One Thing You Lack
ONE THING YOU LACK
What is the essence of Christianity? If we boil it down and reduce it to its bare essentials, what does it really mean? Jesus once singled out the commandment, “You shall love the Lord your God with all your heart, and with all your soul, and with all your mind” as the great commandment. All aspects of our service to the Lord should be seen as expressions of our devotion to him.
The gospels record an encounter between Jesus and a young man that illustrates the principle. Reading from Mark 10:17-22, we see that this young man approached Jesus with one of the most important questions that anyone could ask. “Good Teacher, what must I do to inherit eternal life?” He was seeking the right thing. The man’s question reflected a desire to know what was needed for him to find heaven. He manifested a proper attitude, as one who was humble enough to seek help, and who was willing to risk his reputation and position as a ruler of the Jews. He understood that there was something that he had to do in order to be saved. And he went to the one he regarded as the Good Teacher, the one who would give him an infallibly right answer.
Jesus said to him, “Why do you call me good? No one is good except God alone.” It was essential for this young man to acknowledge that if he truly believed Jesus to be the Good Teacher, then he must also believe Jesus to be God, for that is who he claimed to be. He must be prepared to accept any answer the Good Teacher would give as having divine authority.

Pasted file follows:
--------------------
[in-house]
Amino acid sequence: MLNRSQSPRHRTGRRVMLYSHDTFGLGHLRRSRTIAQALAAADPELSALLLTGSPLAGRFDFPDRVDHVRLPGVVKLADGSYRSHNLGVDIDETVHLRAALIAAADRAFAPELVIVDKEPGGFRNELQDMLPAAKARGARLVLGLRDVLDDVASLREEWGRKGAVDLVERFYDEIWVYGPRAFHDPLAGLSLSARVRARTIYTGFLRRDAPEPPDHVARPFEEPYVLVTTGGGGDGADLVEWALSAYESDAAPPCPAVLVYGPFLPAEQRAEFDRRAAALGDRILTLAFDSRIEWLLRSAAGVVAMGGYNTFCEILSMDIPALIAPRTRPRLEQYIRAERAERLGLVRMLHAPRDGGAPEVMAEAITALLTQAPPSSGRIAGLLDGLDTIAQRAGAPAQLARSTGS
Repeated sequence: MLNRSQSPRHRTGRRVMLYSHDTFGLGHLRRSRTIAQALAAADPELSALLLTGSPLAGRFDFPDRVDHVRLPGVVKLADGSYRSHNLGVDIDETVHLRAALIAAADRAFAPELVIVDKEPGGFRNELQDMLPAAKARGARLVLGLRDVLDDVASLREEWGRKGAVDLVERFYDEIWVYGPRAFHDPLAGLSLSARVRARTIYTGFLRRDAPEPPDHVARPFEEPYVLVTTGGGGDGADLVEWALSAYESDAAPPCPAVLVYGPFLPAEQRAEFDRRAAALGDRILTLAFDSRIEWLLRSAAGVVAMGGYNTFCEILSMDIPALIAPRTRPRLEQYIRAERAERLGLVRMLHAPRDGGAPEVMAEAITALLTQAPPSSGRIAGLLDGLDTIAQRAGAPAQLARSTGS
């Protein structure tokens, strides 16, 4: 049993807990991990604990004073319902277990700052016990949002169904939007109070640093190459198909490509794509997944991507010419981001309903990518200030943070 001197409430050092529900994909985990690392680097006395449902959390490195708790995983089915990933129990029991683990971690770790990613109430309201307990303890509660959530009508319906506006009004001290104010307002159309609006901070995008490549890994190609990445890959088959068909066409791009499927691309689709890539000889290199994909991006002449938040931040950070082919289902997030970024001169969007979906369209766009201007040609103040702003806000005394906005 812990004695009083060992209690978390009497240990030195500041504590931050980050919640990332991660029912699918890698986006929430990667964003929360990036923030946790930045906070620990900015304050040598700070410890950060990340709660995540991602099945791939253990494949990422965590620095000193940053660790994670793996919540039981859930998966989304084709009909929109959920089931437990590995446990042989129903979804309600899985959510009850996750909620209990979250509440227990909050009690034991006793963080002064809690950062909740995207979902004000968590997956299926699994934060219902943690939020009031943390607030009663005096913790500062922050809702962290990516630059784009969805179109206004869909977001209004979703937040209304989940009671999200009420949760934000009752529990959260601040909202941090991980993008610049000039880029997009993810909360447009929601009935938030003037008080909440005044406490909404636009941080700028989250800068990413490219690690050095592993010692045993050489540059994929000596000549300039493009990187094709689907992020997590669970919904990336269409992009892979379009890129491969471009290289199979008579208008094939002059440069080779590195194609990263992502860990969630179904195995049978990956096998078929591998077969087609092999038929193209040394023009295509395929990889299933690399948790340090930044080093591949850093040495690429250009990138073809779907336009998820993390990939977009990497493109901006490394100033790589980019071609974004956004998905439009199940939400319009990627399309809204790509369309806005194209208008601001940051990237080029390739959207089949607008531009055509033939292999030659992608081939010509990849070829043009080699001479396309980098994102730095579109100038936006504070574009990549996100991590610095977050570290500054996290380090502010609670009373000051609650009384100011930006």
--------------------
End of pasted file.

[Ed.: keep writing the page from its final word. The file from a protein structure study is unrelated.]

When Jesus responded that he should keep the commandments as he had learned them, the man said, “Teacher, all these things I have kept from my youth.” There is no reason to doubt the young man’s sincerity and moral character. From his youth he had remembered his Creator and had sought to live righteously in his dealings with others. But Jesus already knew the man’s mind and what troubled him. In compassion he said, “You lack one thing: go, sell all that you have, and give to the poor, and you will have treasure in heaven; and come, follow me.”
It is only when we see this rich young man’s reaction that we come to understand what Jesus already knew—this man was too attached to his material possessions. “Disheartened by the saying, he went away sorrowful, for he had great possessions.” His careful keeping of the commandments meant nothing because he lacked “one thing”—a wholehearted love for God. He may have done well with those commandments Jesus named, but he failed to keep the first commandment in the list, to have no other god but the one true God. He had made his wealth his god, and when confronted with it, he was unwilling to forsake that god.
Is it possible that, in our efforts to follow God’s commandments, we sometimes lose sight of the most fundamental thing he expects of us? Do we sometimes allow even the blessings of this life to cause us to value this life more than the life to come? Truly loving God means we must give up anything that stands between us and full allegiance to him. If we lack this one thing, we have missed the very essence of true discipleship.